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Rubio's prospects as Romney running mate gaining momentum

We've dusted off our Marco Rubio Veep-O-Meter and found Florida's junior senator looking stronger as a prospective vice presidential pick for Mitt Romney.

Rubio in recent weeks has given well-received, substantive foreign policy speeches at the Brookings Institution and the Council on Foreign Relations. He hit the trail with Romney and did fine. An unauthorized biography turns out to be mostly flattering, and the Beltway punditocracy no longer talks incessantly about an unvetted, risky Rubio.

An ABC News poll released Friday found that unlike other top-mentioned picks ­— Jeb Bush and Ohio Sen. Rob Portman — more Americans view Rubio favorably than unfavorably.

POLITICO's Mike Allen offered his "Final Four" based on Romneyworld intel: Rubio; Portman; former Minnesota Gov. Tim Pawlenty; and South Dakota Sen. John Thune.

In a PBS interview last week, Bush made another pitch for Rubio: "I admire him greatly," Bush said. "He speaks with great passion about American exceptionalism. I think he would lift the spirits of the campaign and provide some energy. Gov. Romney is running a very good campaign right now and closed the gap and leading in some polls, but I think this would be an added bonus."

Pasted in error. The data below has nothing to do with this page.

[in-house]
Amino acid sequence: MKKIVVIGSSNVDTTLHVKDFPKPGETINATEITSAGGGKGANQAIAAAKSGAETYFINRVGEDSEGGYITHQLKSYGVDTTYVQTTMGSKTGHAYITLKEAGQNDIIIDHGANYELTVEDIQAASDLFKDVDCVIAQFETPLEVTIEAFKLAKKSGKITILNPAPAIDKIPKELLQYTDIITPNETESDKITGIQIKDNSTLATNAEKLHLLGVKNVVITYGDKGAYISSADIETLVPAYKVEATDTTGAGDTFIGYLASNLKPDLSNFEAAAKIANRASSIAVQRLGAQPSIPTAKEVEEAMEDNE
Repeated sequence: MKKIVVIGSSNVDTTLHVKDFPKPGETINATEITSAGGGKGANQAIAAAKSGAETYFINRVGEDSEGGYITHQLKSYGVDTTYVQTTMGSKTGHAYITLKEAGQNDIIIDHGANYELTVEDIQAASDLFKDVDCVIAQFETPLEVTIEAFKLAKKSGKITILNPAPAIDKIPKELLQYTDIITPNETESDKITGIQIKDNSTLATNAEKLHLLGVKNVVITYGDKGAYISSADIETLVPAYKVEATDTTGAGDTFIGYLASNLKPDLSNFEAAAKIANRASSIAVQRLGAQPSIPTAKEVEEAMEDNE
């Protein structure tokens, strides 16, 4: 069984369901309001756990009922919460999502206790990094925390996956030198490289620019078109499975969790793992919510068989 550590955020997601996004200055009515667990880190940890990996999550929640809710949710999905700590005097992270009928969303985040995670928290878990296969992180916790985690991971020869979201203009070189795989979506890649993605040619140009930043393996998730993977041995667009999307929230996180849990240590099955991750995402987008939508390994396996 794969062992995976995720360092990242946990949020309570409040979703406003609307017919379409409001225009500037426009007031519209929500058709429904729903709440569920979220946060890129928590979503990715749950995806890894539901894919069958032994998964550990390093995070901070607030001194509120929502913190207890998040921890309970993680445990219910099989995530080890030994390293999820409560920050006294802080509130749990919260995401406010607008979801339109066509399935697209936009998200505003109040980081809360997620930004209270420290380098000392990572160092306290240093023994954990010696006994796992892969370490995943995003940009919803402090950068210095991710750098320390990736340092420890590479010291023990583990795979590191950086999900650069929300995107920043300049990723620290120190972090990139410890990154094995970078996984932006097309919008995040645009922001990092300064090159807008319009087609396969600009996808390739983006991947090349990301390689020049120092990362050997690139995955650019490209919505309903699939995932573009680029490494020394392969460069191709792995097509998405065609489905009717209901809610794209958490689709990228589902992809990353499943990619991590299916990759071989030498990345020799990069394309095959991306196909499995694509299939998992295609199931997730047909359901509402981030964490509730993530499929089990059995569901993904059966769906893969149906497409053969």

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The Pinellas County GOP on Monday will hold a nonbinding straw poll for the U.S. Senate primary. Former U.S. Sen. George LeMieux will be there, as will former U.S. Rep. Dave Weldon. But don't expect Senate front-runner Connie Mack IV, who hasn't appeared at any high-profile event in at least two months (since he lost two similar straw polls where audiences heard every candidate speak).

"I guess he doesn't want people to see he's not the Connie Mack," quipped Republican activist Chet Renfro, referring to former U.S. Sen. Connie Mack III, whose son and namesake appears to be benefiting mightily from his father's name recognition.